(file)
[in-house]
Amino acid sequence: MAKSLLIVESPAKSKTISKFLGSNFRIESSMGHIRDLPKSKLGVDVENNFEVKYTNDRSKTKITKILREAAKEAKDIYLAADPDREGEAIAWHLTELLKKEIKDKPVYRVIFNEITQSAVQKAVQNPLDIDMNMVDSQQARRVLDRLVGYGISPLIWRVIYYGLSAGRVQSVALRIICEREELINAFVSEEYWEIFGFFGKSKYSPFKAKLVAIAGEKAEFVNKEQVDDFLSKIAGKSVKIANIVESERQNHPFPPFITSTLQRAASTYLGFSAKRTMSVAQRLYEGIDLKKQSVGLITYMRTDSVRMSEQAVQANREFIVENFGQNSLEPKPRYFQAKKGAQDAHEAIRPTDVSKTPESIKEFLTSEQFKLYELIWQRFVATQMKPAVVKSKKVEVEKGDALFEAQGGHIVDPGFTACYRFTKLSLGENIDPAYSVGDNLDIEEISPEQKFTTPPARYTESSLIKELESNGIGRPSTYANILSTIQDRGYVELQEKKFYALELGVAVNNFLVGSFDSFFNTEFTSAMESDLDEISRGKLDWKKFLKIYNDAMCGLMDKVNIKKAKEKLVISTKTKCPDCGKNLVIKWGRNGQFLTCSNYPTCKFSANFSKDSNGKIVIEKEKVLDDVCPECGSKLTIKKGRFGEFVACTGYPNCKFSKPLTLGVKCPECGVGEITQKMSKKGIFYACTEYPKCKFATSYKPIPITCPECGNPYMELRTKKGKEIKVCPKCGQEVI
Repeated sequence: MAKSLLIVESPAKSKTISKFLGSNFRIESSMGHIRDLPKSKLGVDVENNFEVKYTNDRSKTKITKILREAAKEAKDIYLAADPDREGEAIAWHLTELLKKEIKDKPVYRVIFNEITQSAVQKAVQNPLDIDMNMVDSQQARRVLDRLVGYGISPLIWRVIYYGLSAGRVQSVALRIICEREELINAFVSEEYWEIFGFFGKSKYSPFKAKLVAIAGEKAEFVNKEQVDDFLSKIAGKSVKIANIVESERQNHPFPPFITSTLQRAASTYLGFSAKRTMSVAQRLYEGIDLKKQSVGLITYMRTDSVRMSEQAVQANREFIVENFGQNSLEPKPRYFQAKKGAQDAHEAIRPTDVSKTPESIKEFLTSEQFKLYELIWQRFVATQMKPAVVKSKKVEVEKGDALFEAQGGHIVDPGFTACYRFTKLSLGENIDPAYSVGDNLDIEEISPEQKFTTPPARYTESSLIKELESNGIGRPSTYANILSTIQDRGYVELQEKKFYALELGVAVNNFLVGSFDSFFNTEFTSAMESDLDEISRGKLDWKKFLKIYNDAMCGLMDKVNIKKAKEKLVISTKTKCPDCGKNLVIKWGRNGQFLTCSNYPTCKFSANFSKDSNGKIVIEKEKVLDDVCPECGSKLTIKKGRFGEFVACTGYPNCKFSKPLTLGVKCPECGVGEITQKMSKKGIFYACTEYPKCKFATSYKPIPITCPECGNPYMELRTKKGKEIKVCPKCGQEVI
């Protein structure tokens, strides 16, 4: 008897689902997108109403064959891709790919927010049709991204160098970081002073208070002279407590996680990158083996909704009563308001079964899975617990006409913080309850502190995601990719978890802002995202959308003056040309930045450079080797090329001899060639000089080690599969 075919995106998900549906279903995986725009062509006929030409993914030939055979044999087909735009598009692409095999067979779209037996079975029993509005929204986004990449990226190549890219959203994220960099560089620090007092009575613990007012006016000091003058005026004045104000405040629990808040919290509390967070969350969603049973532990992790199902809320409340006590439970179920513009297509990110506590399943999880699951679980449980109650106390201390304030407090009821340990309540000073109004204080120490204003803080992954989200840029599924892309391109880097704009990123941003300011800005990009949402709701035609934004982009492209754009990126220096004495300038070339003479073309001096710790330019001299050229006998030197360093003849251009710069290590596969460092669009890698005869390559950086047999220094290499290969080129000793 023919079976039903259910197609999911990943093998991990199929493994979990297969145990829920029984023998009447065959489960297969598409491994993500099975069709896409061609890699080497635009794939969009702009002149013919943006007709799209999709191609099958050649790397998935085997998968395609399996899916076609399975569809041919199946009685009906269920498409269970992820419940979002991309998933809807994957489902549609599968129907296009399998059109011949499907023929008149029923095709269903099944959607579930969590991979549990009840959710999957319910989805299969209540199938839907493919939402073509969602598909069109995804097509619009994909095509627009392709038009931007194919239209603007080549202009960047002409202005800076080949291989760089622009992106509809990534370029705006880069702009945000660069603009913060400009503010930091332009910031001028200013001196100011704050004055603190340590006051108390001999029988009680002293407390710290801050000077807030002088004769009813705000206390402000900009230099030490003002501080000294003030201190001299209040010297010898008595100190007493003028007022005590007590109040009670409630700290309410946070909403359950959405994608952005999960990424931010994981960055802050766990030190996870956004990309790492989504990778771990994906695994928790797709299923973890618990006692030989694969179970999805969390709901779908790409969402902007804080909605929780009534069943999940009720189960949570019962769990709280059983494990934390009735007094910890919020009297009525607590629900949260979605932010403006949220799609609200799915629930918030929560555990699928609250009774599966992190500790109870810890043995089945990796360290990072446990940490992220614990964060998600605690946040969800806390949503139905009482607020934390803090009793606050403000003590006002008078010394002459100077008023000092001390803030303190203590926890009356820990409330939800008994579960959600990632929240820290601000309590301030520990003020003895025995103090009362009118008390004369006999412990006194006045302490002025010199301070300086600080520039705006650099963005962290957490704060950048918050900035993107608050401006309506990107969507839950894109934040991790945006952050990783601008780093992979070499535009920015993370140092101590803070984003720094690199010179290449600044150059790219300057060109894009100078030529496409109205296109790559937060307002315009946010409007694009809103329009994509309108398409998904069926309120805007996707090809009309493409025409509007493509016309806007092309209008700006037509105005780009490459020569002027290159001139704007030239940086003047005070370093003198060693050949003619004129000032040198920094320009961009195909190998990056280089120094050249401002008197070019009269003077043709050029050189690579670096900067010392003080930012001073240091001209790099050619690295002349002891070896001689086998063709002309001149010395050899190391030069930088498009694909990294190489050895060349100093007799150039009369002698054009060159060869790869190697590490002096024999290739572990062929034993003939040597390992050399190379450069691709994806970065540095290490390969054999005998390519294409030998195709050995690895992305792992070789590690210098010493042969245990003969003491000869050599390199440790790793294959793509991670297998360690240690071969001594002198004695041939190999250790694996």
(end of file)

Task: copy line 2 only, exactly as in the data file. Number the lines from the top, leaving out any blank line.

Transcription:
Amino acid sequence: MAKSLLIVESPAKSKTISKFLGSNFRIESSMGHIRDLPKSKLGVDVENNFEVKYTNDRSKTKITKILREAAKEAKDIYLAADPDREGEAIAWHLTELLKKEIKDKPVYRVIFNEITQSAVQKAVQNPLDIDMNMVDSQQARRVLDRLVGYGISPLIWRVIYYGLSAGRVQSVALRIICEREELINAFVSEEYWEIFGFFGKSKYSPFKAKLVAIAGEKAEFVNKEQVDDFLSKIAGKSVKIANIVESERQNHPFPPFITSTLQRAASTYLGFSAKRTMSVAQRLYEGIDLKKQSVGLITYMRTDSVRMSEQAVQANREFIVENFGQNSLEPKPRYFQAKKGAQDAHEAIRPTDVSKTPESIKEFLTSEQFKLYELIWQRFVATQMKPAVVKSKKVEVEKGDALFEAQGGHIVDPGFTACYRFTKLSLGENIDPAYSVGDNLDIEEISPEQKFTTPPARYTESSLIKELESNGIGRPSTYANILSTIQDRGYVELQEKKFYALELGVAVNNFLVGSFDSFFNTEFTSAMESDLDEISRGKLDWKKFLKIYNDAMCGLMDKVNIKKAKEKLVISTKTKCPDCGKNLVIKWGRNGQFLTCSNYPTCKFSANFSKDSNGKIVIEKEKVLDDVCPECGSKLTIKKGRFGEFVACTGYPNCKFSKPLTLGVKCPECGVGEITQKMSKKGIFYACTEYPKCKFATSYKPIPITCPECGNPYMELRTKKGKEIKVCPKCGQEVI